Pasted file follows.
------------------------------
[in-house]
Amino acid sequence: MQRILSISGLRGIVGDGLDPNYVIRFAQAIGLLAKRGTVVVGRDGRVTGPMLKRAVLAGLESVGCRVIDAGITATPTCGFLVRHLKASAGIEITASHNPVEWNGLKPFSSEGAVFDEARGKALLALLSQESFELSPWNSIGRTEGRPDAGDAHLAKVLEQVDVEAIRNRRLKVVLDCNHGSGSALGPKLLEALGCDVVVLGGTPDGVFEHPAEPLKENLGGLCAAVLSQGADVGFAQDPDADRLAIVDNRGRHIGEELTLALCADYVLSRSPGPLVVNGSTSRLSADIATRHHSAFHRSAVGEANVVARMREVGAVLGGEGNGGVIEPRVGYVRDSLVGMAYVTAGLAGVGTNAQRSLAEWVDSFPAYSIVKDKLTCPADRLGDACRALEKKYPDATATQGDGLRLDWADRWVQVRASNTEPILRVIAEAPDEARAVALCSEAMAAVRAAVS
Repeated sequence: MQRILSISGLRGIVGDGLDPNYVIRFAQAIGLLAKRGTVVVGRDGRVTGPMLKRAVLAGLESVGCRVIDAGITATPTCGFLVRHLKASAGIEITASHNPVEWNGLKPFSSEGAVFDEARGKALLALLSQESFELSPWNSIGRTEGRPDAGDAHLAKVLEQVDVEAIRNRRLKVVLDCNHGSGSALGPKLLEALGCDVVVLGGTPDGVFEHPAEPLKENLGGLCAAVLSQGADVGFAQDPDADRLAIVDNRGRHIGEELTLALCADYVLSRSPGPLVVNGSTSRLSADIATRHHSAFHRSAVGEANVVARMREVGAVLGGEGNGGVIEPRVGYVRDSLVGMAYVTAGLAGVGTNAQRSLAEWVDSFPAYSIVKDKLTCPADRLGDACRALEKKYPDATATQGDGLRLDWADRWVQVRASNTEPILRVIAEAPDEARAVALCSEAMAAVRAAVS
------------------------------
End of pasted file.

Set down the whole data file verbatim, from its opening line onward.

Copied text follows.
[in-house]
Amino acid sequence: MQRILSISGLRGIVGDGLDPNYVIRFAQAIGLLAKRGTVVVGRDGRVTGPMLKRAVLAGLESVGCRVIDAGITATPTCGFLVRHLKASAGIEITASHNPVEWNGLKPFSSEGAVFDEARGKALLALLSQESFELSPWNSIGRTEGRPDAGDAHLAKVLEQVDVEAIRNRRLKVVLDCNHGSGSALGPKLLEALGCDVVVLGGTPDGVFEHPAEPLKENLGGLCAAVLSQGADVGFAQDPDADRLAIVDNRGRHIGEELTLALCADYVLSRSPGPLVVNGSTSRLSADIATRHHSAFHRSAVGEANVVARMREVGAVLGGEGNGGVIEPRVGYVRDSLVGMAYVTAGLAGVGTNAQRSLAEWVDSFPAYSIVKDKLTCPADRLGDACRALEKKYPDATATQGDGLRLDWADRWVQVRASNTEPILRVIAEAPDEARAVALCSEAMAAVRAAVS
Repeated sequence: MQRILSISGLRGIVGDGLDPNYVIRFAQAIGLLAKRGTVVVGRDGRVTGPMLKRAVLAGLESVGCRVIDAGITATPTCGFLVRHLKASAGIEITASHNPVEWNGLKPFSSEGAVFDEARGKALLALLSQESFELSPWNSIGRTEGRPDAGDAHLAKVLEQVDVEAIRNRRLKVVLDCNHGSGSALGPKLLEALGCDVVVLGGTPDGVFEHPAEPLKENLGGLCAAVLSQGADVGFAQDPDADRLAIVDNRGRHIGEELTLALCADYVLSRSPGPLVVNGSTSRLSADIATRHHSAFHRSAVGEANVVARMREVGAVLGGEGNGGVIEPRVGYVRDSLVGMAYVTAGLAGVGTNAQRSLAEWVDSFPAYSIVKDKLTCPADRLGDACRALEKKYPDATATQGDGLRLDWADRWVQVRASNTEPILRVIAEAPDEARAVALCSEAMAAVRAAVS